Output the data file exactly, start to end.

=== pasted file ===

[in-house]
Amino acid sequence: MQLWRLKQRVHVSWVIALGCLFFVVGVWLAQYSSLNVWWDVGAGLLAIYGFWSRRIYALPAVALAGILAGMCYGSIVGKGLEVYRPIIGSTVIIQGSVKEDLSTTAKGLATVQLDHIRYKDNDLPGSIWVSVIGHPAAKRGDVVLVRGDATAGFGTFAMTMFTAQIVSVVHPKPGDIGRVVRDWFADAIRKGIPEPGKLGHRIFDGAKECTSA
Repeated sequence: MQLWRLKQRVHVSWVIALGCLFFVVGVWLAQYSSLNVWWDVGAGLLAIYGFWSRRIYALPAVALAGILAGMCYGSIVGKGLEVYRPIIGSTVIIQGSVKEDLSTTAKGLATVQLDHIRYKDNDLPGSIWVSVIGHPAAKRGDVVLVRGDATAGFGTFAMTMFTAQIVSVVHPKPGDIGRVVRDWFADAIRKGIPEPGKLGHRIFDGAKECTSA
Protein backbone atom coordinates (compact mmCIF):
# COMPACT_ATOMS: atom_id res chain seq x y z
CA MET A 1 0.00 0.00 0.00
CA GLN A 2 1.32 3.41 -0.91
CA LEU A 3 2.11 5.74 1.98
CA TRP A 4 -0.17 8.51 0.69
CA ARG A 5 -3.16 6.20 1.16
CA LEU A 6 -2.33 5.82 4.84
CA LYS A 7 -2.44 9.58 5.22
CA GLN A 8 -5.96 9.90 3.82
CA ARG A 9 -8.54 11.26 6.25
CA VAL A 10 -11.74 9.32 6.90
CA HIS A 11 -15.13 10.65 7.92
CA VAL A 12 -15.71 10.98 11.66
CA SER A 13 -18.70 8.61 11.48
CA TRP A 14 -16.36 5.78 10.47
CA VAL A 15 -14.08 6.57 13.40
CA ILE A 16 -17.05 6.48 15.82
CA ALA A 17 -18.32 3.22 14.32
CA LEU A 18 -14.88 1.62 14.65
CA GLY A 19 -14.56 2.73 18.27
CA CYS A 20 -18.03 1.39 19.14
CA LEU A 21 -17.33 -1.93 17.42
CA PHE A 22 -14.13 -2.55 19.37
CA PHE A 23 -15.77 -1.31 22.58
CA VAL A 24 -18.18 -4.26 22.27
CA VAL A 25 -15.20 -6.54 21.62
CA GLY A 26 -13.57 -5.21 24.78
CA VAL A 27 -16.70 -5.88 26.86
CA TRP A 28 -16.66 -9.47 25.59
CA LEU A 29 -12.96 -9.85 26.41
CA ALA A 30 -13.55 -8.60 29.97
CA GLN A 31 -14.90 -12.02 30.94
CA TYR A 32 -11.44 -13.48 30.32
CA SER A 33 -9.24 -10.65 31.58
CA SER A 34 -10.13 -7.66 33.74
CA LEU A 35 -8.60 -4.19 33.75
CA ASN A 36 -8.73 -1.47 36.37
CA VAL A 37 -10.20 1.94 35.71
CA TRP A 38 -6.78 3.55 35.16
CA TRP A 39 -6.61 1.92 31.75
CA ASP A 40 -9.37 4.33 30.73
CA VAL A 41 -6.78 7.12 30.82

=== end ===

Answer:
[in-house]
Amino acid sequence: MQLWRLKQRVHVSWVIALGCLFFVVGVWLAQYSSLNVWWDVGAGLLAIYGFWSRRIYALPAVALAGILAGMCYGSIVGKGLEVYRPIIGSTVIIQGSVKEDLSTTAKGLATVQLDHIRYKDNDLPGSIWVSVIGHPAAKRGDVVLVRGDATAGFGTFAMTMFTAQIVSVVHPKPGDIGRVVRDWFADAIRKGIPEPGKLGHRIFDGAKECTSA
Repeated sequence: MQLWRLKQRVHVSWVIALGCLFFVVGVWLAQYSSLNVWWDVGAGLLAIYGFWSRRIYALPAVALAGILAGMCYGSIVGKGLEVYRPIIGSTVIIQGSVKEDLSTTAKGLATVQLDHIRYKDNDLPGSIWVSVIGHPAAKRGDVVLVRGDATAGFGTFAMTMFTAQIVSVVHPKPGDIGRVVRDWFADAIRKGIPEPGKLGHRIFDGAKECTSA
Protein backbone atom coordinates (compact mmCIF):
# COMPACT_ATOMS: atom_id res chain seq x y z
CA MET A 1 0.00 0.00 0.00
CA GLN A 2 1.32 3.41 -0.91
CA LEU A 3 2.11 5.74 1.98
CA TRP A 4 -0.17 8.51 0.69
CA ARG A 5 -3.16 6.20 1.16
CA LEU A 6 -2.33 5.82 4.84
CA LYS A 7 -2.44 9.58 5.22
CA GLN A 8 -5.96 9.90 3.82
CA ARG A 9 -8.54 11.26 6.25
CA VAL A 10 -11.74 9.32 6.90
CA HIS A 11 -15.13 10.65 7.92
CA VAL A 12 -15.71 10.98 11.66
CA SER A 13 -18.70 8.61 11.48
CA TRP A 14 -16.36 5.78 10.47
CA VAL A 15 -14.08 6.57 13.40
CA ILE A 16 -17.05 6.48 15.82
CA ALA A 17 -18.32 3.22 14.32
CA LEU A 18 -14.88 1.62 14.65
CA GLY A 19 -14.56 2.73 18.27
CA CYS A 20 -18.03 1.39 19.14
CA LEU A 21 -17.33 -1.93 17.42
CA PHE A 22 -14.13 -2.55 19.37
CA PHE A 23 -15.77 -1.31 22.58
CA VAL A 24 -18.18 -4.26 22.27
CA VAL A 25 -15.20 -6.54 21.62
CA GLY A 26 -13.57 -5.21 24.78
CA VAL A 27 -16.70 -5.88 26.86
CA TRP A 28 -16.66 -9.47 25.59
CA LEU A 29 -12.96 -9.85 26.41
CA ALA A 30 -13.55 -8.60 29.97
CA GLN A 31 -14.90 -12.02 30.94
CA TYR A 32 -11.44 -13.48 30.32
CA SER A 33 -9.24 -10.65 31.58
CA SER A 34 -10.13 -7.66 33.74
CA LEU A 35 -8.60 -4.19 33.75
CA ASN A 36 -8.73 -1.47 36.37
CA VAL A 37 -10.20 1.94 35.71
CA TRP A 38 -6.78 3.55 35.16
CA TRP A 39 -6.61 1.92 31.75
CA ASP A 40 -9.37 4.33 30.73
CA VAL A 41 -6.78 7.12 30.82